Joseph A. Califano Jr., a former White House official during Democratic administrations, acknowledged Friday that he advised Nixon aide Alexander M. Haig Jr. a quarter-century ago that the Watergate tapes should be burned.
Instead they’ve become “the gift that keeps giving,” Washington Post editor and reporter Bob Woodward said during a panel discussion on the scandal.
Woodward also cautioned an American Bar Assn. conference that journalists and politicians are caught in a “culture of mistrust” that followed Watergate.
They must learn to judge how long to pursue investigations like Whitewater or the probe into House Speaker Newt Gingrich’s finances, he said.
“There was kind of a clarity to Watergate, and the scandals since haven’t yielded anything close to it,” Woodward said. “We have not found a way of signaling people where something measures on the Richter scale. Now everyone just piles on, hires an independent counsel. We need to be very careful with this. The power to wound is great.”
Califano was an attorney for the Washington Post and the Democratic Party when he offered the tape-burning advice during an informal phone conversation with Haig, who once was a colleague at the Pentagon.
“I suggested to him that they do burn the tapes,” Califano said. “It was the only chance they had. We could not understand why the tapes were not destroyed. It would have been a terrible 10 days, but then it would have been over.”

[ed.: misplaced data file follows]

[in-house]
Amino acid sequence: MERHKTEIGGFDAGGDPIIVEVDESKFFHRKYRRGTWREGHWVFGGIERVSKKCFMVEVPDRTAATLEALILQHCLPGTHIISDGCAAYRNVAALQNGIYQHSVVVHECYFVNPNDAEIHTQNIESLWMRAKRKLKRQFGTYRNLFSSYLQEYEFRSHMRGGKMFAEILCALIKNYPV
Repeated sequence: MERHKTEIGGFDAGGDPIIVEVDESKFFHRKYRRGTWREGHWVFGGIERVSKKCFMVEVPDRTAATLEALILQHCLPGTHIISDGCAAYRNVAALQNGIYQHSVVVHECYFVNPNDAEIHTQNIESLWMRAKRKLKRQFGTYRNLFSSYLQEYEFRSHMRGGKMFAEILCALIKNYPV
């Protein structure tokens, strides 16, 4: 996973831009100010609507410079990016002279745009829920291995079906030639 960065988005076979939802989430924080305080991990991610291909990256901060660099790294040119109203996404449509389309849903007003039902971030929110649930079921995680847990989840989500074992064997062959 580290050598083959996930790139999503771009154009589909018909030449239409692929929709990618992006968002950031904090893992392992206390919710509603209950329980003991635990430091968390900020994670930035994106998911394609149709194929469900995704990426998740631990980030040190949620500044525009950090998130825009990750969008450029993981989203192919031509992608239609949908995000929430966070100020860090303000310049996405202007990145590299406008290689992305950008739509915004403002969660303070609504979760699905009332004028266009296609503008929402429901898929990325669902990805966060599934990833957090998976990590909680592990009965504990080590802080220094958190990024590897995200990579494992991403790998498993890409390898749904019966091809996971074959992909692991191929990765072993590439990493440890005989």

But former Nixon Counsel Leonard Garment said he advised the president not to burn the damaging White House tapes.
The tapes of Oval Office conversations were a gold mine for Watergate prosecutors. And revelations have been emerging regularly since more than 200 hours of the tapes were made available for research last November at the National Archives.
The San Francisco Examiner reported Friday that President Nixon ordered “more use of wiretapping” of leading Democrats almost a year before the 1972 Watergate break-in. Woodward said the revelations, while interesting, have a common theme.
“It’s more of the same,” Woodward said. “More subversion of government. It was a series of crimes and lies that went into every corner of government.”
Woodward, Garment and Califano were joined on the panel by former Post Executive Editor Benjamin Bradlee and former White House counsel John W. Dean III.
Once adversaries, the panelists seemed friendly with each other--partners in a piece of American history.
However, Garment grew irritated when Woodward characterized the tapes as providing “a pathetic, not to mention criminal, portrait” of Nixon.
“Nixon was a very complicated character,” Garment said. “So are all of our presidents. The presidential gene . . . is filled with sociopathic qualities--brilliant, erratic, lying, cheating, expert at mendacity, generous, loony, driven by a sense of mission, a very unusual person. Nixon was one of the strangest of this strange group.”